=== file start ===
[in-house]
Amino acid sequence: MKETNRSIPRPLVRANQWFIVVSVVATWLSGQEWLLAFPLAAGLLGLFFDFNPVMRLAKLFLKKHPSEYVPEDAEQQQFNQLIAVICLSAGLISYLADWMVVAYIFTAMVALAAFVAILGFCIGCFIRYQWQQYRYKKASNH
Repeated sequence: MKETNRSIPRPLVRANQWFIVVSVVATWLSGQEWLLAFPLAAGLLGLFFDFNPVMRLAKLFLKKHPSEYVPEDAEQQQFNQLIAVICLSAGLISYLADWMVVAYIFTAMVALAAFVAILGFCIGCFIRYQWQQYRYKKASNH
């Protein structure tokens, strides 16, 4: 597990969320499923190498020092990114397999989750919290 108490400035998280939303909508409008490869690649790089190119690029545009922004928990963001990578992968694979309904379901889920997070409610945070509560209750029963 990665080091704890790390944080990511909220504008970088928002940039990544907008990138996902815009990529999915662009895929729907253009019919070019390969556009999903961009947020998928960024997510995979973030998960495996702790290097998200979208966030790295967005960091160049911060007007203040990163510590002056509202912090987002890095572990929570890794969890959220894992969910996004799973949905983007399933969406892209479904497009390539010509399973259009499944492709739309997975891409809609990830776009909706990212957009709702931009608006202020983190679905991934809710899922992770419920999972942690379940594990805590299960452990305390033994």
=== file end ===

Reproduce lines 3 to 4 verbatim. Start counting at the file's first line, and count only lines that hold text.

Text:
Repeated sequence: MKETNRSIPRPLVRANQWFIVVSVVATWLSGQEWLLAFPLAAGLLGLFFDFNPVMRLAKLFLKKHPSEYVPEDAEQQQFNQLIAVICLSAGLISYLADWMVVAYIFTAMVALAAFVAILGFCIGCFIRYQWQQYRYKKASNH
């Protein structure tokens, strides 16, 4: 597990969320499923190498020092990114397999989750919290 108490400035998280939303909508409008490869690649790089190119690029545009922004928990963001990578992968694979309904379901889920997070409610945070509560209750029963 990665080091704890790390944080990511909220504008970088928002940039990544907008990138996902815009990529999915662009895929729907253009019919070019390969556009999903961009947020998928960024997510995979973030998960495996702790290097998200979208966030790295967005960091160049911060007007203040990163510590002056509202912090987002890095572990929570890794969890959220894992969910996004799973949905983007399933969406892209479904497009390539010509399973259009499944492709739309997975891409809609990830776009909706990212957009709702931009608006202020983190679905991934809710899922992770419920999972942690379940594990805590299960452990305390033994």